The period of rest was spent first at Cuhem, then Friancourt before the Battalion occupied a few weeks at a camp near Péronne, where Woods and the rest of the unit celebrated Christmas Day. (Devine, 1919)

On the 8th of January 1918, the 48th Battalion marched to Péronne and arrived in Belgium where they entered the trenches near Hollebeke on the 11th of January. The Battalion remained in these trenches for ten days before being relieved. On the day after the Battalion was relieved and began to move, Woods reported sick. He was diagnosed with what was either bronchitis or pericarditis, and had to be admitted to a hospital in Birmingham, UK. He was unable to return to his Battalion until 30th of May, at this time the 48th Battalion was in a rest area at Rivery. On the 2nd of June they moved forward again. Two weeks later, the 48th Battalion moved into the front line near Sailly-le-Sec, and was relieved on 4th of July. The Battalion then went back into a rest area near Allonville with the rest of the 4th Division. This rest continued to the end of the month, but on July 23rd, Woods was reported sick again with dysentery. He had to be quickly evacuated and admitted to a casualty clearing station, he did not return to his unit until 16th of August. At this time, the Battalion was in the front line near Lihons, until relieved on 24th of August. The unit was then withdrawn to a rest area at Saint-Vaast-en-Chaussée where it remained for around two weeks. (Devine, 1919, NAA)

By September 1918, the Allies were in the midst of the Hundred Days Offensive, which were a series of attacks in France. On the 18th of September 1818, James as a part of the 48th Battalion attacked the Hindenburg outpost line, capturing 480 Germans, they then were followed by the 45th and 46th Battalions. This attack was near Le Verguier, north-west of St. Quentin. While on a patrol to contact the British during the attack, James as a part of a three-man party came across a German post holding six machine-guns and over thirty troops. Although there were forces being organised to attack and take down the post, Woods lead himself and the men against it. One of the Germans were wounded, another captured, and the rest fled. (Australian Dictionary of Biography)

The Germans however counter-attacked, despite the heavy fire that was being continuously shot at James and his party he was able to climb onto the paraphet and hold off the constant attacks by throwing grenades that were handed to him by the two men he was with. This defence was so incredibly effective that when reinforcements finally arrived they were able to secure the German post very successfully. This crucial role in the capture gave him the highest honour of the Victoria Cross and was the time that he displayed the Anzac Spirit to its true extent. (Devine, 1919)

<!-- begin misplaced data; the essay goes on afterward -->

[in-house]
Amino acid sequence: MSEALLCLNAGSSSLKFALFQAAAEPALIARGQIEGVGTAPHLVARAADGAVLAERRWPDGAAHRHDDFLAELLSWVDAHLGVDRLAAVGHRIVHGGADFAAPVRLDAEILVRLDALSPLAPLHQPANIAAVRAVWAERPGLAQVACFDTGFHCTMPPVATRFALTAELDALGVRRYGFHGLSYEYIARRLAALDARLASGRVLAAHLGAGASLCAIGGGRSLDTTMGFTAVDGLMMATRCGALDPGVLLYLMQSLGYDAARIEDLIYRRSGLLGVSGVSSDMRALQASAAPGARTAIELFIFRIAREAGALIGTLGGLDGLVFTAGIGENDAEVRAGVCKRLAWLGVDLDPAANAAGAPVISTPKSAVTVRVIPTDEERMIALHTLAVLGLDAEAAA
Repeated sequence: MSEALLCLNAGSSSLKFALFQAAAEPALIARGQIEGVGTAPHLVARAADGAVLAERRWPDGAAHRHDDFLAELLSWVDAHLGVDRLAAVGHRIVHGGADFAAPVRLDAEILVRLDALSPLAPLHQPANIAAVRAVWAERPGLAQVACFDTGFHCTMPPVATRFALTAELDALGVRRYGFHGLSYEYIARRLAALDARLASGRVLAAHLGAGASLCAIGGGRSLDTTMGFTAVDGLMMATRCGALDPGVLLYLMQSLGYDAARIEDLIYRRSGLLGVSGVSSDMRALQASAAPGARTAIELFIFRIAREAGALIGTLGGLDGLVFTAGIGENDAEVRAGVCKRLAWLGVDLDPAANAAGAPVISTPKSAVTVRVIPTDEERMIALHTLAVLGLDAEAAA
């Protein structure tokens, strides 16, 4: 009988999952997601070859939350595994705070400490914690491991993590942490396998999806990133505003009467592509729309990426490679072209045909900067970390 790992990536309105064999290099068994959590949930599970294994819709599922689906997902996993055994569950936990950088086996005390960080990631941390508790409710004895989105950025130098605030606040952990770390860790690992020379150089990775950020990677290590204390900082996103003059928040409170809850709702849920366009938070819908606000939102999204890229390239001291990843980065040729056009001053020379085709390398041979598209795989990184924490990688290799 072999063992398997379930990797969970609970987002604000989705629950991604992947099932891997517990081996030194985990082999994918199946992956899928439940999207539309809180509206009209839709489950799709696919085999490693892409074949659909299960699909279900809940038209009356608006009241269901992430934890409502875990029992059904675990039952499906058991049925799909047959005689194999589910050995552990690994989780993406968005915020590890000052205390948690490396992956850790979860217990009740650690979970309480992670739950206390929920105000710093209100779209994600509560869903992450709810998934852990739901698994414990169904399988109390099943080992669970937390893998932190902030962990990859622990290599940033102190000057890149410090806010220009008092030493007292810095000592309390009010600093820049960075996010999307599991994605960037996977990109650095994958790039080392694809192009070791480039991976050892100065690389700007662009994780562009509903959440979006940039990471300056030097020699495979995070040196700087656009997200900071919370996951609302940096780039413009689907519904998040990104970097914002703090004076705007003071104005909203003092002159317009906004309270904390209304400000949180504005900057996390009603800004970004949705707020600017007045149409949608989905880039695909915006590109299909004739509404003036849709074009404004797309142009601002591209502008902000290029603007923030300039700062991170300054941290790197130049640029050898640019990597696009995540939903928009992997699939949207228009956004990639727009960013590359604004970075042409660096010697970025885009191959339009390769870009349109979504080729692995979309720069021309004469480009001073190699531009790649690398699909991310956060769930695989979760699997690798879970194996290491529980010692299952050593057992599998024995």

The Legend of Anzac was born on the 25th of April 1915 during the Gallipoli campaign. The Anzac Spirit is the ideology that Australian and New Zealand Soldiers and Nurses possessed certain qualities as a nation during World War One. These qualities generally included, endurance, courage, ingenuity, good humour, and mateship. The Anzac Spirit was said have been born out of egalitarianism and a support of one another. The Anzacs were willing to sacrifice not only their own lives but everything they had for their country, the war although horrific seemed to bring out the absolute best in these people. (AWM)

James showed courage and endurance that I cannot even begin to comprehend, the horrors that he saw every day and endured I cannot even imagine in my wildest dreams, the friends he saw die, the families he saw ripped apart. I will never understand how he kept on going. I will never understand how he looked danger in the eye and kept on walking. I will never understand how he could endanger his life to save my future.

I will never forget what he endured so I could be here today, may we all never forget.

James returned to Australia in August 1919, he then took up a vineyard and orchard in the Swan Valley. James although returning a hero was still affected by the great war, he was often in ill health due to gassing and infections in the trenches, as well as the change and strain it had caused him mentally. Although on the 30th of April 1921 barely two years after returning from war, James married the love of his life, Olive Adeline Wilson in Caversham. In 1937 it was believed he only had only a few years left to live so he was granted a full pension, but against the odds he lived in quiet retirement for the following twenty-six years. (Australian Dictionary of Biography)

James’ sons Gordon and Norman both followed in their father’s footsteps, both serving in the Royal Australian Air Force during World War Two, but Gordon his eldest child was sadly killed in a flying accident during flight training near Newcastle, New South Wales in October 1943. (Australian Dictionary of Biography)

Woods continued later to live in Claremont, Perth with his wife, three sons and three daughters. He eventually passed away on the 18th of January 1963 in Hollywood Repatriation Hospital, aged 77 (Australian Dictionary of Biography). A ward at the hospital is now named in his honour. (Hollywood Private Hospital)
May he rest in internal peace.

Lest we Forget.

Figure 1: